Norfolk Island history is fascinating. Polynesian explorers were the first people to settle on the island around the 10th century AD but mysteriously disappeared by the 14th century. Captain Cook was the first European to discover the island, and he named it for his British patron, the Duchess of Norfolk, in 1774. Two years later the American Revolution began and Britain had to find new territories for the deportation of convicts. Drawing on Cook’s discoveries, Australia and Norfolk Island were selected and the First Fleet travelled to Australia in 1787, landing there on 26th January 1788. Six weeks later, Norfolk was settled by a small band of convicts and free settlers to establish a ‘food bowl’ for the Australian settlement.
While this first penal settlement was abandoned in 1814, a second penal settlement was re-established in 1825 and Norfolk Island was transformed into the legendary prison isle. This settlement was of the harshest kind, and remained so until 1855. A legacy of those times is the southern hemisphere’s best collection of convict-built Georgian buildings, many of which are still in use today. Interestingly, today’s Norfolk Islanders can thank another infamous event in history for their presence on Norfolk.
In 1788 HMV Bounty, captained by William Bligh, left England on a mission to gather breadfruit trees from Tahiti to provide food for slaves in the West Indies. A startling turn of events, including love affairs with Tahitian women and a mutiny on the Bounty, saw Fletcher Christian and his crew create a new life for themselves on Pitcairn Island along with a group of Tahitian women and men who had joined them. After the Bounty was burnt in Bounty Bay by Mathew Quintal, and after a violent and chaotic start, the Pitcairn community flourished as a devout and moral society, remaining undetected until an American whaling ship discovered the hideaway in 1808.
In 1854 Queen Victoria gave approval for the Pitcairn Islanders to move to Norfolk Island, whose days as a penal colony were coming to a fast end. Pitcairn could no longer sustain so many people. In June 1856, 194 people journeyed to Norfolk Island on HMS Morayshire, and about 40% of the island’s population today can trace their lineage back to the mutineers and their Polynesian partners.
During World War II an airport was constructed on Norfolk that was used to conduct surveillance missions in the South Pacific. This would eventually open up the island to more people to live and holiday here. Over 20 nationalities now call Norfolk Island home.
In 1979 the Australian Parliament passed the Norfolk Island Act 1979 that established the island as a self governing external territory of Australia, with extensive powers to manage its own affairs excepting coinage, euthanasia, and foreign affairs.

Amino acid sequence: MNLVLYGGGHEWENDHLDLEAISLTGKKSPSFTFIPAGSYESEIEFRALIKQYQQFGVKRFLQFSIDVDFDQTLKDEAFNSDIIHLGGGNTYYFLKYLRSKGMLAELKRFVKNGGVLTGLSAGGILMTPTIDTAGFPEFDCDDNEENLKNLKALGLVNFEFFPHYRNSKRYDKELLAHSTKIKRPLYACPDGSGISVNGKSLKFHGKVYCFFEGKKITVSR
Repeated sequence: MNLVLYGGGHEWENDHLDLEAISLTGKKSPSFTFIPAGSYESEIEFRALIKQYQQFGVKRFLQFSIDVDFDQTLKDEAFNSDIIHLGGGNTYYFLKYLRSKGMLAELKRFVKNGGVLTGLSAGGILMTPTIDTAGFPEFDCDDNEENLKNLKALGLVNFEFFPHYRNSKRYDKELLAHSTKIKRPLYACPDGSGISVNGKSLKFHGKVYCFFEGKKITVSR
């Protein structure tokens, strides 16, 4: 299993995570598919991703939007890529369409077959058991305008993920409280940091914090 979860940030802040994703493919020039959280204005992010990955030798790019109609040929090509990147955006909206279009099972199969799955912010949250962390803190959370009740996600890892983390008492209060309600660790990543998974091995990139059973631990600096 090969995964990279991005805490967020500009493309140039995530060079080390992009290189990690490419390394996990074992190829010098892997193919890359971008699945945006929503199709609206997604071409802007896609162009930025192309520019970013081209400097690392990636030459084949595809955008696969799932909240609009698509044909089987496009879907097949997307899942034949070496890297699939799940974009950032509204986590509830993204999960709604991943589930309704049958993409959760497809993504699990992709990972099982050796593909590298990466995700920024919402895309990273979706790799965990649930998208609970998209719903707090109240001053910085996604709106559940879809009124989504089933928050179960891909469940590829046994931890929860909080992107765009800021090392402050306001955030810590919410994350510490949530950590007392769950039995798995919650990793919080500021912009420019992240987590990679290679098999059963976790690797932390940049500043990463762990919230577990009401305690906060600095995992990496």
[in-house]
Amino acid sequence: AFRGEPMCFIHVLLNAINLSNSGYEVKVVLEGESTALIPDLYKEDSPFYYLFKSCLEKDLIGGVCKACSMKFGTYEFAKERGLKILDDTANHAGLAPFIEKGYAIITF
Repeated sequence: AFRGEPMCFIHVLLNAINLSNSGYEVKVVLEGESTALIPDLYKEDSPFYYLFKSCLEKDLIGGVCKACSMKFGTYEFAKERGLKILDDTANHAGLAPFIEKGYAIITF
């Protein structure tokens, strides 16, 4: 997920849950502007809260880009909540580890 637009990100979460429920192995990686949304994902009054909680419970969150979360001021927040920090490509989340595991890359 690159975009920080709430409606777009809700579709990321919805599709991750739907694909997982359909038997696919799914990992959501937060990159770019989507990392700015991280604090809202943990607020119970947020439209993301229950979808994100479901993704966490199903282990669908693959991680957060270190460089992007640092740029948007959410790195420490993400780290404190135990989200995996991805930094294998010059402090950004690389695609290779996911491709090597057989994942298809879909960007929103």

Our world is home to the welcoming Norfolk Island people.
Over 20 nationalities live here, but most notably it is home to the Pitcairn Islanders, descendants of the Mutiny on the Bounty, who arrived here on June 8, 1856. They celebrate this arrival each year on Bounty Day with a gathering at Kingston Pier, a re-enactment of the landing, a march and tea at Government House, and a feast of traditional foods. All in traditional clothing and hats. The descendants comprise about 40% of the island’s permanent population.
The Pitcairners brought with them cooking, music, and weaving/ plaiting (of items like the hats above) that are still practiced today, and a language that is still spoken. The Norf’k language (Norfolk language) is a wonderful mix of Tahitian and old English, and it is taught in our school.
The island’s phone book is thought to be unique in the world because it allows you to ‘fast find a person by their nickname’, or in the Norf’k language, ‘faasfain salan bai dems nikniem’. And this is VIP because some of our ‘salan’ (people) are not known by any other name!
For example, you can find the phone number for Beef, Crowbar, Doodus, Feathers, Golla, Hose, Lettuce, Moochie, Possum, Snapper, Tardy, and Wolf.
One thing you will notice is many locals seem to have many jobs. This is quite true.
There are the airport staff who check visitors in, move their baggage, and man the emergency services vehicles – and then go back to work running their own businesses.
There are the tour guides, few of whom are full time, who after touring return to their other day job on NI Radio, or in their home market garden.
Then there is the vast army of ‘dishpigs’ who keep our many cafes and restaurants stocked with clean glassware, cutlery and crockery, whose other job is in retail.
There are those who are public servants during the day, and then host dinners for visitors at night.
And many, many Norfolk people volunteer for something or other.
So when you ask someone how work was last week you don’t hear about one, but several jobs. How interesting is that!